Immunoglobulin Super Family, Cellular adhesion molecules and Integrins

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Epidemiology of cardiovascular diseases

CVD are considered complex non-communicable diseases (NCD), as they are caused by a combination of multiple genes, behavior, physiological and environmental factors. CVD account for most NCD-related deaths annually (17.7 million people), followed by cancers (8.8 million), respiratory diseases (3.9 million), and diabetes (1.6 million) according to the WHO. All together, these diseases are responsible for 40 million deaths each year, representing 70% of all deaths globally, up from 60% in 2000 (Figure 1).
To put things in perspective, the number of people dying from these complex diseases is more than the double of the number of people dying from nutritional deficiencies and all infectious diseases (including malaria, tuberculosis and HIV/AIDS).
During the last two decades, there has been a global epidemiologic shift, affecting all countries regardless of their economic development (Figure 2).
Thus, it is not exaggerated to say that these complex diseases are actually dominating the global human health landscape, being the major challenge of our generation and the coming ones.
CVD are the leading cause of death and disability in the world and as said previously, cause an estimated 17.7 million deaths per year. Of these deaths, 7.4 million were caused by CHD and 6.7 million were due to strokes. Worldwide, the number of fatalities caused by CVD increased the past few decades. Indeed, in 1990, 25.9% of all deaths were caused by CVD, while in 2013, this percentage raised to 31%, and up to 48% of all NCD deaths, being more than the double caused by cancer (4) (Figures 3 and 4).
Most of the CVD deaths can be prevented by an early detection of the disease, prevention, detection and reduction of risk factors as well as by a continuous surveillance and monitoring of the patients affected.

Pathophysiology of cardiovascular diseases

CVD are the group of disorders of the heart, vascular diseases of the brain and diseases of blood vessels. Among those diseases, the ischemic heart disease (e.g. heart attack), cerebrovascular disease (e.g. stroke) and diseases of the arteries, including hypertension and peripheral vascular disease, are caused by the underlying disease process known as atherosclerosis (Figure 5). It is the major precursor of CVD, and is a complex pathological process that needs many years to develop until the pathological symptoms appear.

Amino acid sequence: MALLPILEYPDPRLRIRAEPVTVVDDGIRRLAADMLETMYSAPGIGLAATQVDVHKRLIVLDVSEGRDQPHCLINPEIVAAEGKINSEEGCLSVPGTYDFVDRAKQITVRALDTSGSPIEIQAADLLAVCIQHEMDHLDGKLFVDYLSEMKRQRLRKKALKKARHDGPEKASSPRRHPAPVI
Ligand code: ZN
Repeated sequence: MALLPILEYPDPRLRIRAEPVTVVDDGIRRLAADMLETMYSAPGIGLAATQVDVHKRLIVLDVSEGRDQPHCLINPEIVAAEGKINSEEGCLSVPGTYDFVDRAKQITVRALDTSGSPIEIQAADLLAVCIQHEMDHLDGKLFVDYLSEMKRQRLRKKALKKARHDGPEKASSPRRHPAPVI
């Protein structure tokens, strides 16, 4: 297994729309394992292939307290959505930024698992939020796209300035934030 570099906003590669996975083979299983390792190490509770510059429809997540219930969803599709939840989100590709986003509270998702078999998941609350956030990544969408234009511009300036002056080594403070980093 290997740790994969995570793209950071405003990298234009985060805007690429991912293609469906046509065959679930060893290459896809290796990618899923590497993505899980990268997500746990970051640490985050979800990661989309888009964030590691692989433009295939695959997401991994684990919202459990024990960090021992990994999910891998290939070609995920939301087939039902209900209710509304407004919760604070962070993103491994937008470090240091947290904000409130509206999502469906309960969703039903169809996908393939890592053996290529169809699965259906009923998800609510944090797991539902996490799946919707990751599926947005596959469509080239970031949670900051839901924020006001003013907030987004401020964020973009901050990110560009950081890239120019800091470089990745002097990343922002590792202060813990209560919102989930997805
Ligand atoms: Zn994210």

An initial lesion of the intima-media, occurring in the early stages will produce some macrophage lipid infiltration to the blood vessel walls. With time, more cholesterol and fatty material are deposited in the lumen of arteries, and there is an invasion and accumulation of white blood cells (known also as foam cells). The excessive accumulation of white blood cells will produce a chronic inflammatory response and will also reduce the elasticity of the artery walls (due to the calcium and other crystallized remnants present in the foam cells). However, the process will need many years until the first pathological symptoms appear.
The stiffening of the arteries due to a progressive inflammatory state and lipid and foam cells accumulation will eventually produce high blood pressure (hypertension). If the removal of fats and cholesterol from the intima-media of the artery doesn’t exceed their accumulation, a hardening will occur and multiple atheromatous plaques will grow, causing irregularities and thickness in the inner surface of the arteries, making it harder for blood to flow through. Ultimately, the rupture of the plaque can happen. The rupture of the fibrous cap will expose thrombogenic material to the circulation and eventually induce thrombus formation in the lumen, stopping blood flow, and leading to death of the tissues fed by the artery in question. This event will cause a heart attack if the thrombus formation develops in a coronary artery and a stroke if it develops in the brain.